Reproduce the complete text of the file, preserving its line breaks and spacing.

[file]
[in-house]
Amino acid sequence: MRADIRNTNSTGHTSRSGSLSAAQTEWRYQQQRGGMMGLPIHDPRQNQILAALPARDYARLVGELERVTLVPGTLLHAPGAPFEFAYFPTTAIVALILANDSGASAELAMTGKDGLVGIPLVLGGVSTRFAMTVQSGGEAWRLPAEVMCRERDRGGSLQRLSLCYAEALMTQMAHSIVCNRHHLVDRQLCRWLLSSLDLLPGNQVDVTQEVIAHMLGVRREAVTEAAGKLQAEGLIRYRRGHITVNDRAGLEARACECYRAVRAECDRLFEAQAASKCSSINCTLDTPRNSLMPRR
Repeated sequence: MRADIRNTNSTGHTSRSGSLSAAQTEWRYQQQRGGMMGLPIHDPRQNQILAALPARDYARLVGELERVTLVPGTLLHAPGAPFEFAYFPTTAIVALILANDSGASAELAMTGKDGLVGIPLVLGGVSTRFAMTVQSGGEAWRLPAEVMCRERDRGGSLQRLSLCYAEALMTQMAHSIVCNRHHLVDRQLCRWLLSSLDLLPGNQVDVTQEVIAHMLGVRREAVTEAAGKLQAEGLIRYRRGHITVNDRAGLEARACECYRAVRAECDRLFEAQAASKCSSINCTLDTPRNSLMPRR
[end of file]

[in-house]
Amino acid sequence: MRADIRNTNSTGHTSRSGSLSAAQTEWRYQQQRGGMMGLPIHDPRQNQILAALPARDYARLVGELERVTLVPGTLLHAPGAPFEFAYFPTTAIVALILANDSGASAELAMTGKDGLVGIPLVLGGVSTRFAMTVQSGGEAWRLPAEVMCRERDRGGSLQRLSLCYAEALMTQMAHSIVCNRHHLVDRQLCRWLLSSLDLLPGNQVDVTQEVIAHMLGVRREAVTEAAGKLQAEGLIRYRRGHITVNDRAGLEARACECYRAVRAECDRLFEAQAASKCSSINCTLDTPRNSLMPRR
Repeated sequence: MRADIRNTNSTGHTSRSGSLSAAQTEWRYQQQRGGMMGLPIHDPRQNQILAALPARDYARLVGELERVTLVPGTLLHAPGAPFEFAYFPTTAIVALILANDSGASAELAMTGKDGLVGIPLVLGGVSTRFAMTVQSGGEAWRLPAEVMCRERDRGGSLQRLSLCYAEALMTQMAHSIVCNRHHLVDRQLCRWLLSSLDLLPGNQVDVTQEVIAHMLGVRREAVTEAAGKLQAEGLIRYRRGHITVNDRAGLEARACECYRAVRAECDRLFEAQAASKCSSINCTLDTPRNSLMPRR